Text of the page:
By Mike Mullins
Network administrators use reflexive access control lists (also known as IP-session-filtering ACLs) to allow IP traffic for sessions originating from your network while denying IP traffic for sessions originating outside your network. These ACLs allow the router to dynamically manage session traffic.
The router examines the outbound traffic. When it sees a new connection, it adds an entry to a temporary ACL to allow replies back in.
This is where most people say that the top entry in their access list is to permit established traffic. However, this approach doesn't work with UDP or ICMP traffic, and it doesn't work with applications that dynamically alter the source port for the session traffic. The permit established statement only checks ACK and RST bits—not source and destination address.
Reflexive ACLs also work for UDP and ICMP, which have no ACK or RST bits. They force the reply traffic from the destination of a known recent outbound packet to go to the source of that outbound packet. This adds greater control to what traffic you allow into your network and increases the capabilities of extended access lists.
How reflexive ACLs work
Let's look at an example. On the outside interface of your router, your ACLs would look something like the following:
ip access-group inbound in
ip access-group outbound out
The outbound ACL performs the evaluation and manages session state with the following statements:
ip access-list extended outbound
permit tcp your.network.address any reflect tcpsession
permit udp your.network.address any reflect udpsesion
This simple ACL permits all outbound TCP and UDP traffic, and it dynamically creates two new reflexive lists for TCP and UDP traffic. As it initiates TCP and UDP traffic from inside your network, it creates temporary ACLs to manage that session traffic.
The corresponding inbound ACL evaluates the inbound traffic against initiated traffic. For example:
ip access-list extended inbound
permit bgp any any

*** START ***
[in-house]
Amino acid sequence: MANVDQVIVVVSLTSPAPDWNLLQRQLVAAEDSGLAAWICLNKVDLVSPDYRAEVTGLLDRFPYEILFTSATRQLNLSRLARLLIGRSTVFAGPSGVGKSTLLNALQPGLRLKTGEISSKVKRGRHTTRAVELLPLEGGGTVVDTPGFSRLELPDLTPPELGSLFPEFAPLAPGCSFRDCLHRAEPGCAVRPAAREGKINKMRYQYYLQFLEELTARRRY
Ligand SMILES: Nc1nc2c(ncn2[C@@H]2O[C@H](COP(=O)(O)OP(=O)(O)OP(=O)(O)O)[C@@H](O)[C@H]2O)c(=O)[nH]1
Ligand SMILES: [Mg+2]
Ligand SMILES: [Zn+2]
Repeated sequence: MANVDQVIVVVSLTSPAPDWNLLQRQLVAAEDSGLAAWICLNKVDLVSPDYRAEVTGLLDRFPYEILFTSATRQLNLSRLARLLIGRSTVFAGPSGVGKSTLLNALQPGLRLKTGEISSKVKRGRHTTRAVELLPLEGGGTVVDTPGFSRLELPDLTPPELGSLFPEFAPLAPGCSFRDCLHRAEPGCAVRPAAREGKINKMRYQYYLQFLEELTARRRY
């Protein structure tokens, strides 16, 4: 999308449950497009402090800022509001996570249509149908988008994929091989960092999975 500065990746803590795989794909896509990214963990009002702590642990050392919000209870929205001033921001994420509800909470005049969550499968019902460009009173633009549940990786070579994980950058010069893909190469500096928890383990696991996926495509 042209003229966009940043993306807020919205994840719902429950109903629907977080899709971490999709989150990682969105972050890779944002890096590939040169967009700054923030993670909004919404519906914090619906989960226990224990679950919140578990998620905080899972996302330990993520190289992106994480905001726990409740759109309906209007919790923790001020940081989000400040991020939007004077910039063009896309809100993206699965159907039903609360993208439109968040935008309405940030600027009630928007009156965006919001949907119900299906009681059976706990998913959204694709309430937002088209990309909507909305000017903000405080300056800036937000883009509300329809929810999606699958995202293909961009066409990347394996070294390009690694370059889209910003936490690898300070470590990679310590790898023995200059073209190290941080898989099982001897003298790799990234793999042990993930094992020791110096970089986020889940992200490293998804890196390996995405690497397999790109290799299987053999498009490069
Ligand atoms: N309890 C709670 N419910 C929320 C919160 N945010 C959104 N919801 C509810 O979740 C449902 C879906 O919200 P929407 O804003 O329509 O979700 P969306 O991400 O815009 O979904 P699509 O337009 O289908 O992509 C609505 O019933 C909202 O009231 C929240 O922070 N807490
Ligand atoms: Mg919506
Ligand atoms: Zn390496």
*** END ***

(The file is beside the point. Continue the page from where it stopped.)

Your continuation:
permit tcp any host your.mailserver.address eq smtp
permit tcp any host your.webserver.address eq http
deny icmp any any
Once you've applied these ACLs to your external interface, they will allow an inbound packet into the network if it matches a permit statement. (In this example, I've allowed mail and Web traffic.) Otherwise, they filter all inbound traffic against the TCP and UDP reflexive lists.
By default, the length of time an entry remains in the reflexive list is 300 seconds—or whenever the session terminates. I recommend changing this value to something more reasonable. Use the following command:ip reflexive-list timeout seconds ! seconds value can be 0 - 2,147,483
How reflexive ACLs fail
Reflexive ACLs don't work with applications that use port numbers that change during a TCP session. If the port number for a return packet is different from the originating packet, the reflexive ACL will deny the return packet—even if the packet is actually part of the same session.
Active FTP is an example of an application with changing port numbers. With reflexive ACLs, if you start an active FTP request from within your network, it won't associate the inbound packets with the FTP session, and it will deny the packets. You must use Passive FTP when originating requests from within your network.
The purpose of a reflexive ACL is to enhance the capabilities of your extended ACLs. Keep in mind that they evaluate session state and are not a replacement for firewalls.
Mike Mullins has served as a database administrator and assistant network administrator for the U.S. Secret Service. He is a Network Security Administrator for the Defense Information Systems Agency.